Bush touts health savings accounts

Wednesday, February 1st 2006, 1:24 pm
By: News On 6

WASHINGTON (AP) _ President Bush's proposals to entice more people into health savings accounts are designed to slow soaring health care costs, particularly for low-income workers, administration officials said Wednesday.

But Democrats on Capitol Hill said the accounts will mostly benefit people who can afford to save, rather than those struggling from paycheck to paycheck.

``As with many things in this administration, it doesn't help (those) who need the help,'' said Senate Minority Leader Harry Reid, D-Nev. ``And it helps people who are already being helped.''

For some, health savings accounts offer the potential of saving money on health care. But there's a catch: To qualify, a person also must purchase a separate health insurance policy with a high deductible. The Bush administration said Wednesday that it wants to increase the tax advantages associated with owning such policies, plus make the policies more flexible so that people can take their insurance coverage with them when they move to another job.

Al Hubbard, the president's National Economic Council director, addressed one of the Democrats' chief criticisms of health savings accounts _ that they don't help the poor.

``Some people say, 'well, HSAs are just for the rich and the well. As it turns out, of the 3 million people who have taken up HSAs, 37 percent were previously uninsured, and 40 percent earned less than $50,000 a year,'' Hubbard said. ``Obviously, HSAs are very attractive to people on the lower side of the income scale.''

Enrollment in the high-deductible insurance plans has tripled over the past 10 months. Bush seeks to keep that rate going by letting consumers put enough money in the accounts to cover all their health insurance costs, not just the deductibles, as provided by current law. This would allow them to set aside more money tax-free.

He also seeks to make the accounts more attractive to the poor by proposing refundable tax credits. A family of four making $25,000 or less would be able to get a refundable credit of $3,000. The money obtained through the credit would allow the family to buy a compatible insurance plan, plus the family could put as much as $1,000 into an account for routine medical expenses.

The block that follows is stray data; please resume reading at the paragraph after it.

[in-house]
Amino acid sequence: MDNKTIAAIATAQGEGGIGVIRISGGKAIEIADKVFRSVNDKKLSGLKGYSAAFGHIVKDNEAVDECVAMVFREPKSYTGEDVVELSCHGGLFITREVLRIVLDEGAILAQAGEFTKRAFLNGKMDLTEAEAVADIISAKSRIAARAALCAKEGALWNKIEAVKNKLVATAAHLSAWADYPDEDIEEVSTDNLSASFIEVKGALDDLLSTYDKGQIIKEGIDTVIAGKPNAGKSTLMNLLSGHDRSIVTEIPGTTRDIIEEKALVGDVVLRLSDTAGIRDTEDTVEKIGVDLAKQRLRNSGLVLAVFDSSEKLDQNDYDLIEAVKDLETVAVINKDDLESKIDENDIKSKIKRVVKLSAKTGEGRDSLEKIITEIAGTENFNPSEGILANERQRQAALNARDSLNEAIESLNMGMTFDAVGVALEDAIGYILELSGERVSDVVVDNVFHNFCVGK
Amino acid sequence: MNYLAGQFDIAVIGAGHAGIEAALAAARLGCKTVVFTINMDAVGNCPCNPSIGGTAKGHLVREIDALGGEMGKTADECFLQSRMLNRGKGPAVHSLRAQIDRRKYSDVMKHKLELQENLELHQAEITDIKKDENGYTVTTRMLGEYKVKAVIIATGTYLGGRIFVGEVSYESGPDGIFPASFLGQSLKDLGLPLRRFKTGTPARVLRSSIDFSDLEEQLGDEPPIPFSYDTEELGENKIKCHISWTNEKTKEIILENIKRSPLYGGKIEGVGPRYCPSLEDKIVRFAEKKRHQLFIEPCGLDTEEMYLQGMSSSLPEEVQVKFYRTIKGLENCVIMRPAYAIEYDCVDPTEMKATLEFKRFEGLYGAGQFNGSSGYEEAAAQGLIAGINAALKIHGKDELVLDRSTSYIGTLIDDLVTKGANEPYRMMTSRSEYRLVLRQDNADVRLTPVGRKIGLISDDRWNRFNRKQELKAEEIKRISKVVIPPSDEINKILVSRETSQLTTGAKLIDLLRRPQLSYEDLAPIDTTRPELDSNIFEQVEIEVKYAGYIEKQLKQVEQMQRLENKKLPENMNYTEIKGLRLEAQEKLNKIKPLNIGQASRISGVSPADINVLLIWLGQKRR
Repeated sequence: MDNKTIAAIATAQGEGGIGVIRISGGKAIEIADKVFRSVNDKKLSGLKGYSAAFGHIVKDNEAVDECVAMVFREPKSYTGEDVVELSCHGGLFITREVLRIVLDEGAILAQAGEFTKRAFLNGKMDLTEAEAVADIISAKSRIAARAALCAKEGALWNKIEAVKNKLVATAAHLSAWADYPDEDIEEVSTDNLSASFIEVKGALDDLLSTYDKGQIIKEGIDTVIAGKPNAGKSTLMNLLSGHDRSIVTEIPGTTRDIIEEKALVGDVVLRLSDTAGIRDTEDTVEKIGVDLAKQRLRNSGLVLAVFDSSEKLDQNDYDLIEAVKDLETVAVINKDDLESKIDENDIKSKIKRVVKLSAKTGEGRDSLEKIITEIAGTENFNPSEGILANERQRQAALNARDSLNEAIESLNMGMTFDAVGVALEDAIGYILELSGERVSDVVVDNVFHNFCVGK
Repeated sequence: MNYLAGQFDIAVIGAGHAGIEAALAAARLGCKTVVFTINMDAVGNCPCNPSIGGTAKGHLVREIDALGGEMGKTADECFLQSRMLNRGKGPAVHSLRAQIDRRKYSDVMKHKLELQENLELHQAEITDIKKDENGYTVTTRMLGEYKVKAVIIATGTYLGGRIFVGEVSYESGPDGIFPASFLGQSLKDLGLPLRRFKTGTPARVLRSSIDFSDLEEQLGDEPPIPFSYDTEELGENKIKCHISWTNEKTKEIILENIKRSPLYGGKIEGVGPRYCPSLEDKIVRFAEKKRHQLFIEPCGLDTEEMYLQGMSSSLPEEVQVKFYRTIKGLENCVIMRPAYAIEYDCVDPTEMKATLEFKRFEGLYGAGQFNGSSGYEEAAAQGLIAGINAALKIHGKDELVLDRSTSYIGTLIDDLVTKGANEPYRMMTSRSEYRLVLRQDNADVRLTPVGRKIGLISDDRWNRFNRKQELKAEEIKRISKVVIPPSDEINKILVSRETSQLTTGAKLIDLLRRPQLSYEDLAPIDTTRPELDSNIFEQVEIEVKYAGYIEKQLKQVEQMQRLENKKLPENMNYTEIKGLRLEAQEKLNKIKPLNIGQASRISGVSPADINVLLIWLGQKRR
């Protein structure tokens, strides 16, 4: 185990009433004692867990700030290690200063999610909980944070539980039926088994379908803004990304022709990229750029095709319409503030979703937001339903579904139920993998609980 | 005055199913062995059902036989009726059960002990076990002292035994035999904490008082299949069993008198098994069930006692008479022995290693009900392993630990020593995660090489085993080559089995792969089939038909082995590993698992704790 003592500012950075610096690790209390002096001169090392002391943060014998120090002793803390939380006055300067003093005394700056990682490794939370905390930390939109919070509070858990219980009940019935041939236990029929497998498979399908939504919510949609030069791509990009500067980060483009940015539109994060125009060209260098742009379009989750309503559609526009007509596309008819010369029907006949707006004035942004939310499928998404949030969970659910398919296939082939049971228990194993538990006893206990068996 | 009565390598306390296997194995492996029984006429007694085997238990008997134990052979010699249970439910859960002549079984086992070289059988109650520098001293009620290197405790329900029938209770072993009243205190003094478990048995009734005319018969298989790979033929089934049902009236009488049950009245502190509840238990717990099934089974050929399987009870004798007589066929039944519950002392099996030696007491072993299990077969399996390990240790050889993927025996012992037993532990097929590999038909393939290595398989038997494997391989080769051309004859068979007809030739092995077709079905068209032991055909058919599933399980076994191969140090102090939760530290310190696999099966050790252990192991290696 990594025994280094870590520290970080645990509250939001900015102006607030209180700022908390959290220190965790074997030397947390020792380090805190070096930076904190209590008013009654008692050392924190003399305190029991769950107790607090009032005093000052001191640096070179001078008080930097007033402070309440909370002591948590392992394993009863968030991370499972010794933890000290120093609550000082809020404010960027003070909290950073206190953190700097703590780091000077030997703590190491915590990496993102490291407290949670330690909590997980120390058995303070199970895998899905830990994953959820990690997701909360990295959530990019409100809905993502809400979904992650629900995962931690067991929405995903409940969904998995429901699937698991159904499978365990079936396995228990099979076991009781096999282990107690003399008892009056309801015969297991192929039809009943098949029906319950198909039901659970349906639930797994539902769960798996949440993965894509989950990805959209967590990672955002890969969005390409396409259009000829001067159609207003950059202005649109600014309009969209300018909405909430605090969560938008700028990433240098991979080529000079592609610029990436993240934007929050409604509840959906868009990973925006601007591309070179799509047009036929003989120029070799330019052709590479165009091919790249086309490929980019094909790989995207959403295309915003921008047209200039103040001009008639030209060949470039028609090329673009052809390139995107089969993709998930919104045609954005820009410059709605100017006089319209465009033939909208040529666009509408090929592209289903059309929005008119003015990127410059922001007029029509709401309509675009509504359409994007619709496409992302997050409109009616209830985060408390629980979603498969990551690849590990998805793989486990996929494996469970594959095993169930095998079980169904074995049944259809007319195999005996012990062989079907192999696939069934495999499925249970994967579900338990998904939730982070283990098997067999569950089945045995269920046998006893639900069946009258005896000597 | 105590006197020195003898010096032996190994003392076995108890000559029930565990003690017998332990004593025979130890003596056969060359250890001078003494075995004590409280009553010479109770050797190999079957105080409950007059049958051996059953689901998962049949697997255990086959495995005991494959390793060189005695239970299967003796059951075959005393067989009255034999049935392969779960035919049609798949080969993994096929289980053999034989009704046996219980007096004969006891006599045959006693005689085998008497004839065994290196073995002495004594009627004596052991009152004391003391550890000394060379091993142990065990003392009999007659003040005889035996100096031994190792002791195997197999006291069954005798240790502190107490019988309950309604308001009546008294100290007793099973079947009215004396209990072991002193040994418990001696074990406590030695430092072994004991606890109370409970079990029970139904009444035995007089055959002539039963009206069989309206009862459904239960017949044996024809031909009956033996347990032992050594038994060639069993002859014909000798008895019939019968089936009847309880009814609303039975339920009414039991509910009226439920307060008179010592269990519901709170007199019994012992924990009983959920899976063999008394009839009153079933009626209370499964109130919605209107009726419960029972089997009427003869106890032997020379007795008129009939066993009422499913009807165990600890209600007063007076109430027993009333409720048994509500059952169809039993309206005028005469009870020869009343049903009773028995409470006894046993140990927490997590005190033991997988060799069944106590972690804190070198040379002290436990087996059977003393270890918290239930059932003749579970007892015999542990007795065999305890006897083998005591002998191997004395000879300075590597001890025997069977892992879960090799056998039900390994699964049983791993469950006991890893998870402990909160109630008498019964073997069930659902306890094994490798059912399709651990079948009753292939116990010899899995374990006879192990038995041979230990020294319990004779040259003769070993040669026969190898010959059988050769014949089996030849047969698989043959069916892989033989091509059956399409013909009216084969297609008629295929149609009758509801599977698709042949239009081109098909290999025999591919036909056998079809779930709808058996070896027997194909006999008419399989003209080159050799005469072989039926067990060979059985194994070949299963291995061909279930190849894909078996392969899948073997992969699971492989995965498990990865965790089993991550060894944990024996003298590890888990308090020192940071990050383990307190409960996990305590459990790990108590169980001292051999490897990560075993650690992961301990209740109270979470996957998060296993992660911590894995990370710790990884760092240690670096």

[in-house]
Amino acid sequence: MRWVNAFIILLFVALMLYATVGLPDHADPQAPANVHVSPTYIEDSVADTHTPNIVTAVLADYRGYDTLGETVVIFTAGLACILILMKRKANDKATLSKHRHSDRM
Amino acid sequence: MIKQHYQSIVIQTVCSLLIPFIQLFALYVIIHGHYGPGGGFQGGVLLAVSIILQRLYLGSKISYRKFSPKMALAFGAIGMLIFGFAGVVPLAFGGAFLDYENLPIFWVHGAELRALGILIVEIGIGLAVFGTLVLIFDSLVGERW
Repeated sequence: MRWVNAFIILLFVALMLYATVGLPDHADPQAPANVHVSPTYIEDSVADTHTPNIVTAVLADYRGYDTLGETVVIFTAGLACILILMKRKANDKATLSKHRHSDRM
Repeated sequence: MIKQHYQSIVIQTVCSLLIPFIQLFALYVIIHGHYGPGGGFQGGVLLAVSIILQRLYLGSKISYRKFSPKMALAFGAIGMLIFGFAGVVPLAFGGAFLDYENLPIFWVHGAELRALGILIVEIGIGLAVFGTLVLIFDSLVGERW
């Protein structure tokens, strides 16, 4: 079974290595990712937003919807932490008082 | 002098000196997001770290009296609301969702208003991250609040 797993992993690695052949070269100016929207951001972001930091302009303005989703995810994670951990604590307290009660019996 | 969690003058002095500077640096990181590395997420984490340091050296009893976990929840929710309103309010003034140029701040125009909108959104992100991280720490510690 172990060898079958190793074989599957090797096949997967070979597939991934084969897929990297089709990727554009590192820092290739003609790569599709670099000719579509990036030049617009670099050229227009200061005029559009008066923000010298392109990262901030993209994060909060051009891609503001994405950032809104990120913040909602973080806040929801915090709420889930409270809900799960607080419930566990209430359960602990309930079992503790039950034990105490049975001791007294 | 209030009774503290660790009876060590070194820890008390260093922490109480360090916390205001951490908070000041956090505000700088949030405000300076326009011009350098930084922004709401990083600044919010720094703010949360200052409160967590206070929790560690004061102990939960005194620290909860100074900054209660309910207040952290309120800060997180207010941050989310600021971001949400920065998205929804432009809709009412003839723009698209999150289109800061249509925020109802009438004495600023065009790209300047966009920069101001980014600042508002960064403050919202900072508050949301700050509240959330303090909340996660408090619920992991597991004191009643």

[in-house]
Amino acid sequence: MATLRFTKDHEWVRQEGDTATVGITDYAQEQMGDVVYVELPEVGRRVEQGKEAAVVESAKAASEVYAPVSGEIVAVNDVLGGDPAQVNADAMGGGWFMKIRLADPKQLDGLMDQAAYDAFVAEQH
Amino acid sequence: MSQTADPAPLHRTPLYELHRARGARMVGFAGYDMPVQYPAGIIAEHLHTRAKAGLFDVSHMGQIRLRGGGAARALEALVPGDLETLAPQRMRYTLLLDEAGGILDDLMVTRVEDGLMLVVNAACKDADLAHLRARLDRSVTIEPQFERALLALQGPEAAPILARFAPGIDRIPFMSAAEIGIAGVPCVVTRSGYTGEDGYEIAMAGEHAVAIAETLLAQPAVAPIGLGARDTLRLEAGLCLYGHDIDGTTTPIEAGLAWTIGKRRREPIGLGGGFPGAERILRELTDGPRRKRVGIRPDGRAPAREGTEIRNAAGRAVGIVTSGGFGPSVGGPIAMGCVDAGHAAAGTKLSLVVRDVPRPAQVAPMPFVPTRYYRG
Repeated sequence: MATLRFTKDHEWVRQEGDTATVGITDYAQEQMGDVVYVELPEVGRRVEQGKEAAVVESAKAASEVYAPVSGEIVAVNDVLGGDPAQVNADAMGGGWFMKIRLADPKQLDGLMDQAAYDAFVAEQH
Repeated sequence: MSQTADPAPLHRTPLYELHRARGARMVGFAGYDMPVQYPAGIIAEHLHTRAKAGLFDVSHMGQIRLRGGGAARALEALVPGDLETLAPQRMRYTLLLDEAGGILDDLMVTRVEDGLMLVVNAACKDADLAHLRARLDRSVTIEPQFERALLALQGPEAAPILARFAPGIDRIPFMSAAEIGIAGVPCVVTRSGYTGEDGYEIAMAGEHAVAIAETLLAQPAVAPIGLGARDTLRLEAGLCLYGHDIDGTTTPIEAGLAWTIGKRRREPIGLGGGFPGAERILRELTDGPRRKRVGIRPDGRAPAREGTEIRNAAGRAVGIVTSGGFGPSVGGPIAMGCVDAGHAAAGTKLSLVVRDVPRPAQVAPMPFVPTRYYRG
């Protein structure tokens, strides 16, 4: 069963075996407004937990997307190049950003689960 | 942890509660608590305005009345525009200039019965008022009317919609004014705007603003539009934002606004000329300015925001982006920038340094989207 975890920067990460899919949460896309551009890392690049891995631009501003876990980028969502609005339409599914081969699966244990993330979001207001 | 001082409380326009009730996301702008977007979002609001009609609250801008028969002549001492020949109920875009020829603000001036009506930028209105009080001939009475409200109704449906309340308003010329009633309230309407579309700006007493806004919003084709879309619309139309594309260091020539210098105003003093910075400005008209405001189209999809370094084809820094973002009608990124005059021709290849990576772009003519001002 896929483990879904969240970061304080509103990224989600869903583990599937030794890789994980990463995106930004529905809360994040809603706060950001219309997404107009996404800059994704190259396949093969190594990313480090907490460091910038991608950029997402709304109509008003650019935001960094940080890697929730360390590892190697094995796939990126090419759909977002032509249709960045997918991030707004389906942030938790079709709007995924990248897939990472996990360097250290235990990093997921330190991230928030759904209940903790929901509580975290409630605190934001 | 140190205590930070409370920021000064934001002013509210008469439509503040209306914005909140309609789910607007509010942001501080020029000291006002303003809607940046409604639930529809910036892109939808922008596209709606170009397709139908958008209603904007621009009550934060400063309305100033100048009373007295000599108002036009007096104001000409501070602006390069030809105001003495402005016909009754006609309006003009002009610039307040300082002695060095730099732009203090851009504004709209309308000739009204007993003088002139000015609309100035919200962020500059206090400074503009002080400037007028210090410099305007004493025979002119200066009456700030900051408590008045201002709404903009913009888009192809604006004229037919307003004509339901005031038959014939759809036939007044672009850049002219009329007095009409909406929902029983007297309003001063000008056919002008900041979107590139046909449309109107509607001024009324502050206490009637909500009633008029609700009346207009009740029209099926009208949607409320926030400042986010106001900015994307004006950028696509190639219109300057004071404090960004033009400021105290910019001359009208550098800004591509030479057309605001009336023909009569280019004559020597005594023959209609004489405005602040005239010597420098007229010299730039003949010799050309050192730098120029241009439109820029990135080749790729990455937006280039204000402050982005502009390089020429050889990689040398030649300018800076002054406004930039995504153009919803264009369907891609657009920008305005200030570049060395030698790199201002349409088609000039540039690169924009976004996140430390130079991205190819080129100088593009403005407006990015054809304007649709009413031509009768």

The president also supports allowing employers to make higher contributions to health savings accounts for the chronically ill. Under current law, employers must contribute the same amount to each employee's account.

Sen. Mike Enzi, R-Wyo., chairman of the Senate Health Committee, said he would work to pass changes to health savings accounts. He said he believed that changes designed to make the accounts more attractive to low-income families would ``build acceptance from both sides of the aisle.''

However, the ranking Democrat on the committee, Sen. Edward Kennedy, D-Mass., has been a vocal critic of the accounts.

``It's basically a fraud for average working families in this country,'' he said. ``We're going to do everything we possibly can to defeat it.''

The health savings accounts are particularly attractive to healthy Americans betting that they won't get hit with significant medical expenses any time soon, said Drew Altman, president and CEO of the Kaiser Family Foundation, a health research group.

``This is an option that can be a real good deal for many, many millions of people, but it's not for everybody, least of all people who are chronically ill and low-income,'' Altman said.

The main attraction of a high-deductible plan is the lower premium and a tax break. The trade-off is that when people do have any significant medical expenses, they have to pay more out-of-pocket before their insurance kicks in. The plans connected to the health savings accounts have minimum deductibles of $1,050 for an individual and $2,100 for a family.

By comparison, deductibles for the most common type of health plan for workers averaged $323 for individuals last year and $679 for families, according to Kaiser.

Individuals or employers can set up health savings accounts. Contributions to the account are free from federal taxes, as is any income that accrues. The maximum amount that can be contributed to an HSA this year is the amount of the deductible or $2,700 for individuals and $5,450 for family coverage, whichever is less.

Unlike flexible savings accounts, there is no ``use it or lose it rule.'' Any balance remaining at the end of the year can be carried over to the next. Also, the money in the account can be invested in stocks and bonds, just like an Individual Retirement Account.